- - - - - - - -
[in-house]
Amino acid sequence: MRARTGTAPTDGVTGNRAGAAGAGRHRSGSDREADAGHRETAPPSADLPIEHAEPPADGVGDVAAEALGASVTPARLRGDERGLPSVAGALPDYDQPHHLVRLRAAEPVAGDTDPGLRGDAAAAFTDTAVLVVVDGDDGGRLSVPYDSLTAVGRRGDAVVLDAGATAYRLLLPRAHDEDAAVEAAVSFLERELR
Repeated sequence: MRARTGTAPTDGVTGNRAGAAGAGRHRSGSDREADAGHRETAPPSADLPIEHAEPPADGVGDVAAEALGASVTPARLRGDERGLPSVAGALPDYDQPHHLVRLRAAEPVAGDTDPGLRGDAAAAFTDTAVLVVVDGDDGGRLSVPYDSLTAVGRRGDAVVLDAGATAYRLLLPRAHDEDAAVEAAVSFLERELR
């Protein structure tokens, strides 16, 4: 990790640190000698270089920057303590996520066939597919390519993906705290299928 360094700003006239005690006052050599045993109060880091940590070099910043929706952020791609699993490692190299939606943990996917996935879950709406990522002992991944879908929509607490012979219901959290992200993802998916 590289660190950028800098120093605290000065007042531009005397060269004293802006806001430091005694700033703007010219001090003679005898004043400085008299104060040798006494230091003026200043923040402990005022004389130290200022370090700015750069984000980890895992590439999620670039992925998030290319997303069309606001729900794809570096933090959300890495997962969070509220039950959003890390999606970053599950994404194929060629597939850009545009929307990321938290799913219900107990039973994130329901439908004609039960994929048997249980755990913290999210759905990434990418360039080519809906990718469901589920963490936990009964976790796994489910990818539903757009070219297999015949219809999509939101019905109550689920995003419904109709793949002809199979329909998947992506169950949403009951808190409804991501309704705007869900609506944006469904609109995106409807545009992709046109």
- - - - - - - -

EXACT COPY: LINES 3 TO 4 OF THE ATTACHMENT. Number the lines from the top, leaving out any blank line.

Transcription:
Repeated sequence: MRARTGTAPTDGVTGNRAGAAGAGRHRSGSDREADAGHRETAPPSADLPIEHAEPPADGVGDVAAEALGASVTPARLRGDERGLPSVAGALPDYDQPHHLVRLRAAEPVAGDTDPGLRGDAAAAFTDTAVLVVVDGDDGGRLSVPYDSLTAVGRRGDAVVLDAGATAYRLLLPRAHDEDAAVEAAVSFLERELR
């Protein structure tokens, strides 16, 4: 990790640190000698270089920057303590996520066939597919390519993906705290299928 360094700003006239005690006052050599045993109060880091940590070099910043929706952020791609699993490692190299939606943990996917996935879950709406990522002992991944879908929509607490012979219901959290992200993802998916 590289660190950028800098120093605290000065007042531009005397060269004293802006806001430091005694700033703007010219001090003679005898004043400085008299104060040798006494230091003026200043923040402990005022004389130290200022370090700015750069984000980890895992590439999620670039992925998030290319997303069309606001729900794809570096933090959300890495997962969070509220039950959003890390999606970053599950994404194929060629597939850009545009929307990321938290799913219900107990039973994130329901439908004609039960994929048997249980755990913290999210759905990434990418360039080519809906990718469901589920963490936990009964976790796994489910990818539903757009070219297999015949219809999509939101019905109550689920995003419904109709793949002809199979329909998947992506169950949403009951808190409804991501309704705007869900609506944006469904609109995106409807545009992709046109």